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Is it required to implement comparator or comparable if i want to invoke binarySearch() method to perform Search operation?I I am facing exception when try to invoke binarySearch() method.

import java.util.ArrayList;
import java.util.Collections;
import java.util.Comparator;
import java.util.Iterator;
import java.util.List;

class Student implements{
private int id;
private String name;

public Student(int id, String name){ = id; = name;

public Student() {
    // TODO Auto-generated constructor stub

public int getId(){
    return id;
public String getName(){
    return name;

public class CollectionSearchDemo {

public static void main(String[] args) {

    List<Student> list = new ArrayList<Student>();
    list.add(new Student(3, "ouier"));
    list.add(new Student(2, "fdgds"));
    list.add(new Student(7, "kiluf"));
    list.add(new Student(1, "6trfd"));
    list.add(new Student(8, "hjgas"));
    list.add(new Student(5, "ewwew"));

    Collections.sort(list, new Comparator<Student>() {

        public int compare(Student arg0, Student arg1) {

            return arg0.getId() - arg1.getId();

    Iterator iterator = list.iterator();
        Student student = (Student);
        System.out.print(student.getId()+":"+student.getName()+" ");

    System.out.println("I want to do searching ");
    System.out.println("\n2 is at:"+Collections.binarySearch(list, 2, new Student()));
            // facing exception when i invoke binarySearch method.

An exception occurs when i try to search "new Student()" or "CollectionSearchDemo" as an argument. I have no idea what should i pass as an argument in binraySearch method.

Please help me

share|improve this question

There are two ways to use Collections.binarySearch. The first with just a list of elements and a key, but these elements must implement Comparable. The second way with the key and a comparator. If you don't want Student to implement Comparable, you have to use this one.

So you have to write something like :

 Collections.binarySearch(list, studentToBeFound, comparator);

with studentToBeFound being a Student instance and the comparator being a Comparator<Student> like the one you used in Collection.sort().

Just reuse your previous Comparator that compare with Id:

private static final class StudentComparator implements Comparator<Student> {
  public int compare(Student arg0, Student arg1) {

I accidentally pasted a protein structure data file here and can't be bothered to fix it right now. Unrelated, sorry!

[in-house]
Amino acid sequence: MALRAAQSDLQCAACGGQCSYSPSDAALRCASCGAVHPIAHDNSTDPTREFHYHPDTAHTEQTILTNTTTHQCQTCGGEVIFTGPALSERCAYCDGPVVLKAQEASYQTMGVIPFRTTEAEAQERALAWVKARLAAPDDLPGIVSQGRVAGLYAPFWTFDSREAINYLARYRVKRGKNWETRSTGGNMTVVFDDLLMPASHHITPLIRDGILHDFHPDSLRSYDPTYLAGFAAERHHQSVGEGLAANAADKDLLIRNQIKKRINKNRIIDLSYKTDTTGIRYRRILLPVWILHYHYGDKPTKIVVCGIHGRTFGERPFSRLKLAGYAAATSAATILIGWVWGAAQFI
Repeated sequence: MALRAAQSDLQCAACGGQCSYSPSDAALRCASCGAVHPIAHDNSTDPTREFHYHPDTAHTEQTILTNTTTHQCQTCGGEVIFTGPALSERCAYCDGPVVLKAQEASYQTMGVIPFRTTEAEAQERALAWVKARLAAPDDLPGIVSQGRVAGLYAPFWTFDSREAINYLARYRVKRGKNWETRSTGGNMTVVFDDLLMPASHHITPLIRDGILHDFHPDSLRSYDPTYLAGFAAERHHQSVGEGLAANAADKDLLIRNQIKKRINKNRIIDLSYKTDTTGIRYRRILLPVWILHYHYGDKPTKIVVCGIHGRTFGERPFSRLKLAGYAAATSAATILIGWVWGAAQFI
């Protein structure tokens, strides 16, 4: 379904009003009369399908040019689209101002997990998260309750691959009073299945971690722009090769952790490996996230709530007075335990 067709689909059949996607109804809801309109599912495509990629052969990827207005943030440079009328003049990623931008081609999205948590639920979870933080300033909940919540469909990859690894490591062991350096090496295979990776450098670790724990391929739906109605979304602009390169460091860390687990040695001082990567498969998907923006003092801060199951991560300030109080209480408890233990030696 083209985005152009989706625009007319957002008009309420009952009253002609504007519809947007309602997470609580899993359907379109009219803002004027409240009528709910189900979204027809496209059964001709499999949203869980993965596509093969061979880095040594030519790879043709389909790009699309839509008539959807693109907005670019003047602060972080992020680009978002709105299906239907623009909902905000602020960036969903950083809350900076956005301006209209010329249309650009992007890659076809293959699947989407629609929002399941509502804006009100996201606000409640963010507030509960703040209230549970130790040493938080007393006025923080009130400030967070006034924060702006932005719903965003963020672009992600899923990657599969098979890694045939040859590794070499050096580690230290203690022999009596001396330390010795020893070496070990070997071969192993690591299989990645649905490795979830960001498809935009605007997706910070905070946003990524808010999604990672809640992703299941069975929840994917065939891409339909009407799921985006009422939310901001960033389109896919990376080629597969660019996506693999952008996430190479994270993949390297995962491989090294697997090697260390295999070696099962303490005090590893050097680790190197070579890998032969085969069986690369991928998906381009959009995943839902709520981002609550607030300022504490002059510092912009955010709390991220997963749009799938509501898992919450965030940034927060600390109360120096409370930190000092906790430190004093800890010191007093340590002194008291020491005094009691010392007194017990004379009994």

return arg0.getId() - arg1.getId();

Then, if you want to find the student with Id equal to 2:

Student studentToBeFound = new Student(2, "dummy string");

And use them with binarySearch:

int indexInList = Collections.binarySearch(list, studentToBeFound, new StudentComparator());
share|improve this answer

The short answer is yes - the binary search does not know whether the Student you are searching for is 'bigger' or 'smaller' then each in the list and therefore cannot search.
You want to implement comparable on the Student using the code you already have in the comparator:

public class Student implements Comparable<Student> {
 public int compareTo(Student o) {
  return getId() - o.getId();

Then your code with look something like this:

final Set<Student> set = new TreeSet<Student>();
//add students etc...
final Student found = Collections.binarySearch(set, studentToLookFor);
share|improve this answer

A list cannot be sorted if we do not know how it is to be ordered. The binary search algorithm requires that the list be sorted and it uses the ordering of the list to search the list bu cutting the search field in half with each iteration. But the notion of whether Student x is in the first half of the list or the second half of the list requires that we know how this list is sorted.

Option 1: public class Student implements Comparable<Student>

Option 2: Write a Comparator class for Students.

public class StudentComparator implements Comparator<Student>

share|improve this answer

The third parameter of binarySearch method must be a Comparator, the exception is thrown because your class Student doesn't implement Comparator interface.

binarySearch(List list, Object key, Comparator c)

Read here:

The parameter c must be an instance of a class that implements Comparator.

share|improve this answer

Binary Search needs a sorted list.

This kind of searching is based in partitions:

  1. Taking the middle element and comparing it to the reference.
  2. The binary search continues in the first half of the collection if the comparation states that your reference is "lower" or, it continues in the second half if it is "higher".
  3. When the comparation returns 0, the element was found.

With this in mind, it is actually a requirement that the list is sorted. You can do it in different ways:

  • Sorting it with the aid of a Comparator and then invoking binarySerarch
  • Sorting a collection of elements that implement the Comparable interface and then invoking binarySearch
  • Leaving the sorting to the binarySearch method if you provide the required Comparator.
share|improve this answer

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